Most Rat Terriers have their dewclaws removed and their tails docked when they are 24-48 hours old. This is done about the width of a fingertip, which will leave the pup's newly docked tail approximately 7/8" to one inch long. This produces a tail 1-3" long, which is shorter than that of a Jack Russell Terrier and more like that of a Schnauzer. If your vet asks where to dock, tell them to do tails like they would a schnauzer; from tail head, feel down tail to point where tail just starts to narrow-then dock. (Docking tip: Look underneath the tail; the hair grows straight from the vent and then will start to wrap around the tail. Dock at this point...many dogs will have tan in this area and it will be visibly marked.)

Some dogs are born with a naturally bobbed or shortened tails, which may be surgically docked to an appropriate length, or left "as is". Although (medium) long natural tails are acceptable under the standard set by the United Kennel Club, long tails are not generally preferred nor favored, and are subject to be "penalized" in the AKC show ring if it distracts from the overall outline of the Terrier. Crooked, curled or any tails carried over the back are faulted. IMPORTANT NOTE: The gene for bobtails/brachury is a "homozygous lethal", therefore two natural bob-tailed individuals should NOT be bred together. (One parent should have been born with a full tail to avoid this T/T genotype.) It is therefore requested that the suffix "NB" be used on the UKC registration papers in conjunction with the listing of the individual's color; or as a suffix at the end of the AKC registered name to denote this presence of this trait.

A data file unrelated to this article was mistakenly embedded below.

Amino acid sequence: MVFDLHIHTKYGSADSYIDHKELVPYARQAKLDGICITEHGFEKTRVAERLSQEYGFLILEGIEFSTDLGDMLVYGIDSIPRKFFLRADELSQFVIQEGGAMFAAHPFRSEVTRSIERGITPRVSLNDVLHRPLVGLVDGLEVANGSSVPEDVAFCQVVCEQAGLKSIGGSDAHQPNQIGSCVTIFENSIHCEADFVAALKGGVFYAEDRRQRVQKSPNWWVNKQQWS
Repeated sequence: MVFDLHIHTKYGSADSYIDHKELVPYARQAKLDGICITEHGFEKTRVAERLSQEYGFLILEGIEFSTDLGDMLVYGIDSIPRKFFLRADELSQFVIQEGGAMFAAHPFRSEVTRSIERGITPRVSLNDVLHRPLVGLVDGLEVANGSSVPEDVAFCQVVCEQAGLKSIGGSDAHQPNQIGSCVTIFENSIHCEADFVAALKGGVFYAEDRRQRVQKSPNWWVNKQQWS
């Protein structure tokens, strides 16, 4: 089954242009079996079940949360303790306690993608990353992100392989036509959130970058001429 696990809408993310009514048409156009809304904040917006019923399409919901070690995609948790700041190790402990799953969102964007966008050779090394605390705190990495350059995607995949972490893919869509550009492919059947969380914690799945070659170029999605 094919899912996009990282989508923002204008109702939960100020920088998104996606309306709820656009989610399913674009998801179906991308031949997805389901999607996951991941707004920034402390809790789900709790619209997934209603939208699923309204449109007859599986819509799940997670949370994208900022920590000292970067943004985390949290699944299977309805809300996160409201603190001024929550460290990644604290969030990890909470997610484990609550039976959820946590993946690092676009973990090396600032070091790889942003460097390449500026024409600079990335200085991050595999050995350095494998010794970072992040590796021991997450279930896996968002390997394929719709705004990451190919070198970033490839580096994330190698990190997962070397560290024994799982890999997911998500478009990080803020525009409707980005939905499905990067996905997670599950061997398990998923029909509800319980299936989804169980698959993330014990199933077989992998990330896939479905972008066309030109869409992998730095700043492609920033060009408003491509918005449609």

Coat Short, close lying, smooth and shiny coat. Texture varies; a very slight ruff or wave along the back is allowed, but undesirable. Any suggestion of kink or curl is cause for disqualification. Whiskers must not be removed. Absence of coat (total genetic hairlessness) is a disqualification. Color Any variation of Pied patterning is acceptable. Pied is described as comparatively large patches of one or more colors in combination with white. Except for the "solid white" extreme piebald dog with only mottled/spotted skin. Disqualification - Rat Terriers are never a solid ground color without white markings, or bi-colored without one color being white. Acceptable colors with or without "tan points", include the predominate Black, or Chocolate, Red, Apricot, Blue, Fawn, Tan, Lemon, or White. Intense, dark shades of color with clearly defined and delineated coloration is preferred. White on the body is preferred to be between 10% and 90%, but all Patterns; spotted, patched or splashed with white in conjunction with (or without) any combination of white on the face, head or ears are equally acceptable without prejudice. "Tan Points" are common and vary in shades of cream to rust. Badger markings are acceptable. Speckling, ticking and mottling is common, but heavy ticking is undesirable. Sabling is permitted in the coat or as shading on the head or penciling on the toes. A "black mask/black muzzle", on a dog not having black as coloration is to be seriously faulted. For forms and information on registering your Rat Terrier with AKC's Open program, please see: www.akc.org/registration/colormarkings.cfm Thus; Solid self-colored individuals, that lack white, Black and Tan's or bi-coloreds without any white markings; or any individual displaying or having a parent or parents that display albino, brindle or Merle coloration's are disqualified, as are individuals with broken or wire coats, absence of coat hairless or long haired coats. (Individuals displaying these RT disqualifications, with the exception of albinism, may qualify for UKC single registration as one of the "FEIST" breeds or an American Hairless Terrier. Short legged/TYPE B and/or benched legged individuals are NOT recognized as Rat Terriers. They are officially considered as a separate breed AND must be registered and bred as "Teddy Roosevelt Terriers"). Looking for a feist, AHT/hairless or a Teddy Roosevelt Terrier? Contact: United Kennel Club for these other breeds. All colors are preferred to be darkly hued, clean and solid. Black is the "dominant" base or ground coloration and about 85% of our breed display black with their markings. Other "acceptable" colors (Red, Orange/Apricot, Tan, Chocolate, Lemon, & Blue) are "recessives" and are therefore naturally produced in limited numbers. Double recessives, (very light coat colors) such as pale silver and creams are discouraged since they make it difficult to see the color patterns in the coat and are thus faulted; and a dark eye (black to hazel) is preferred. Nose and eye rims should correspond with the coat color. Amber eyes are acceptable in lighter colored dogs, and a gray eye is preferred in blue dogs. Blue eyes, Wall-eyes or China eyes are a disqualification (DQ) in the AKC standard, due to a high incidence of deafness in combination with the piebald gene. (Check the standard for ideals and faults.)www.ratterrierclub.com/standard/